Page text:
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HomeWorldContradictory spending, slow pace trouble Trudeau government’s emissions-reduction plans: Environment Commissioner

Contradictory spending, slow pace trouble Trudeau government’s emissions-reduction plans: Environment Commissioner

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A report by Commissioner of the Environment and Sustainable Development Jerry DeMarco said that while the county’s emissions growth is slower than its economic growth, Canada’s emissions have increased since the 2015 Paris Agreement was signed “making it the worst performing of all G7 nations.”J.P. Moczulski/The Canadian Press

Canada has the worst emissions record in the G7 since 2015, contradictory policies and has been slow to implement the plans to meet its current targets after three decades of missed climate-change pledges, the federal environment commissioner says.

Commissioner of the Environment and Sustainable Development Jerry DeMarco released a report Thursday that chronicles three decades of federal government failure in translating talk into action to cut emissions linked to global warming. Spelling out the affects of climate chance on Canada today, his report warns of deaths linked to extreme heat and wildfire smoke, and says the frequency of natural disasters is going up along with the costs of responding to them.

“Over the past 30 years, Canada has gone from being a climate leader to falling behind other developed countries despite recent efforts,” the report says.

“Past inaction on climate change has created the present crisis. Meanwhile, continued inaction unfairly burdens future generations, who will experience even greater effects from the long‑lasting greenhouse gases that have already been emitted.”

Mr. DeMarco told reporters at a press conference that he’s optimistic Canada can break its streak of “unfulfilled promises” but he said there has been a lack of urgency and sluggish leadership from Prime Minister Justin Trudeau’s government.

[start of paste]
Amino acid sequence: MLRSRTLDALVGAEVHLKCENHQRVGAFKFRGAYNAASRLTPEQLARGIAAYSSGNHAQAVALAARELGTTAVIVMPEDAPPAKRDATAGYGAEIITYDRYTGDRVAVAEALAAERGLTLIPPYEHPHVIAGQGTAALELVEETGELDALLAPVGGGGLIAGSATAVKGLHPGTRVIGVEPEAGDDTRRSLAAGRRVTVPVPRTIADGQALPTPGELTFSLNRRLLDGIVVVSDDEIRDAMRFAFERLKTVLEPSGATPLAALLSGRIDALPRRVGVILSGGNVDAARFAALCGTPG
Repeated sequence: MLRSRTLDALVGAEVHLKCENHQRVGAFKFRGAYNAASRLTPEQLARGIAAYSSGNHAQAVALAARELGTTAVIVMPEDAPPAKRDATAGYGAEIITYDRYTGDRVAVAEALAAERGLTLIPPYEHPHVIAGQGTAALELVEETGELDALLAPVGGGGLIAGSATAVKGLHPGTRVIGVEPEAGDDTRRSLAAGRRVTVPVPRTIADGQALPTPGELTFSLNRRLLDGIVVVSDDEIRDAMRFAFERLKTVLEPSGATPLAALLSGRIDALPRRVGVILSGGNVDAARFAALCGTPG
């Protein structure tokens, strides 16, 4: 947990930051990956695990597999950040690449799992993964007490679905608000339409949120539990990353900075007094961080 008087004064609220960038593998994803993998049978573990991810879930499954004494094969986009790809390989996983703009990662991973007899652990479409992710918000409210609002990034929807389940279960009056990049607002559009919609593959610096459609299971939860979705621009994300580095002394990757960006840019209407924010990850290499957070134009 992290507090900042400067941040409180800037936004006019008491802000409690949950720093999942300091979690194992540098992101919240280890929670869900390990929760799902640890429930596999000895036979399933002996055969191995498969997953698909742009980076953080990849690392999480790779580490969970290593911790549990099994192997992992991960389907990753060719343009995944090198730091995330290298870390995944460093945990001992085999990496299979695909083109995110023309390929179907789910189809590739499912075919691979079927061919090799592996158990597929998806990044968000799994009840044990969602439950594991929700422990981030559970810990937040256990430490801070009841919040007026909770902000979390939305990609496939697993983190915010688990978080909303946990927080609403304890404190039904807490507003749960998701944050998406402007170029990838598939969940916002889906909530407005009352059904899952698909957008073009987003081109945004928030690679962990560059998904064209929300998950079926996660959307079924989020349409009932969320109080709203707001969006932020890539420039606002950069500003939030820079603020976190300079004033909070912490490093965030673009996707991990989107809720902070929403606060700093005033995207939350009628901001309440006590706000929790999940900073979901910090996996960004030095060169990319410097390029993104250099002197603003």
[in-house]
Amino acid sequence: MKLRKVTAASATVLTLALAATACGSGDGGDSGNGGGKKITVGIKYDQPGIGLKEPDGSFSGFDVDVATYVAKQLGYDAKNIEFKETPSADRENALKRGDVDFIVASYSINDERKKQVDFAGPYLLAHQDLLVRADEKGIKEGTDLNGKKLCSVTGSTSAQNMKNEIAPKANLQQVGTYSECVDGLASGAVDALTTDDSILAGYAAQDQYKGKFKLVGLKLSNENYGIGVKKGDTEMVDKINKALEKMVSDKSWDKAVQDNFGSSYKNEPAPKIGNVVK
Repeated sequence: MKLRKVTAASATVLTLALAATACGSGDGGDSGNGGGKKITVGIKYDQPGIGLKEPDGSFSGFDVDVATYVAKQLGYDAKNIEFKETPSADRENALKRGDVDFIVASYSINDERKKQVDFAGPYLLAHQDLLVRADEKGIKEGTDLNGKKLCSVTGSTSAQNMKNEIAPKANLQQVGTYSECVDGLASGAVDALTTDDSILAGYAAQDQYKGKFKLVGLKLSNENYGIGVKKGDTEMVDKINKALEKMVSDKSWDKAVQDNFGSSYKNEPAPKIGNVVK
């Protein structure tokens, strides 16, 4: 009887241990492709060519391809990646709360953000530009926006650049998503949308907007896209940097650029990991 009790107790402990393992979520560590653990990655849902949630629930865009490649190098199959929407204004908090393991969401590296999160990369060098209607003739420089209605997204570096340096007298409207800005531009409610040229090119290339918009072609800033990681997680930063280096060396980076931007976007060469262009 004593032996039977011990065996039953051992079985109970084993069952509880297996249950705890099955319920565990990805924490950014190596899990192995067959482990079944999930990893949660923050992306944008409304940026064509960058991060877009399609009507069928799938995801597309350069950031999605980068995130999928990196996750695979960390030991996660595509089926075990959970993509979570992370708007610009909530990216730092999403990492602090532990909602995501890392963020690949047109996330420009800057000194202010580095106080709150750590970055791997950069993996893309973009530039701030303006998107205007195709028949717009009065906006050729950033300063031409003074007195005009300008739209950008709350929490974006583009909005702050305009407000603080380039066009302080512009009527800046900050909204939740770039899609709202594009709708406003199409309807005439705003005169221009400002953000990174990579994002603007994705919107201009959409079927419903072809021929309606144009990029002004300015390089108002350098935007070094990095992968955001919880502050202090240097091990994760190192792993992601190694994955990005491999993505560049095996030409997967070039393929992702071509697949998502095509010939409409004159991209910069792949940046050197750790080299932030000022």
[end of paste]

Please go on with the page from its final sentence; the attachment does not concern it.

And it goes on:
“Not everything that could have been done was done. Canada was relatively late at the federal level in taking a leadership position on carbon pricing,” Mr. DeMarco said.

“We can’t continue to go from failure to failure. We need action and results, not just more targets and plans.”

In a joint statement released Thursday, Environment Minister Steven Guilbeault and Natural Resources Minister Jonathan Wilkinson defended the government’s work to date and said since the Liberal election in 2015, the government has turned the tide.

“In 2015, Canada’s emissions were on a steep climb, projected to be 12 percent higher in 2030 than they were in 2005, despite Canada’s international commitment to reduce emissions by 30 percent by 2030. The Commissioner’s retrospective analysis of Canada’s record on climate action paints a vivid picture of the mammoth undertaking by the Government of Canada in 2016 to slow, stop, and reverse this upward trend of emissions,” the ministers said.

“We are confident that we’ve put in place the fundamentals, including with one of the world’s most stringent pollution pricing and rebate programs, to take Canada’s climate fight to the next level.”

Following Canada’s most recent climate commitments made in Copenhagen, under former prime minister Stephen Harper, and Paris, under the current government, Mr. DeMarco’s report said “the timely implementation of policies and actions outlined in the plans to meet targets has been sorely lacking.”

From 2005 to 2019 emissions only dropped by 1.1 per cent, the report notes. And while the county’s emissions growth is slower than its economic growth, Canada’s emissions have increased since the 2015 Paris Agreement was signed “making it the worst performing of all G7 nations.”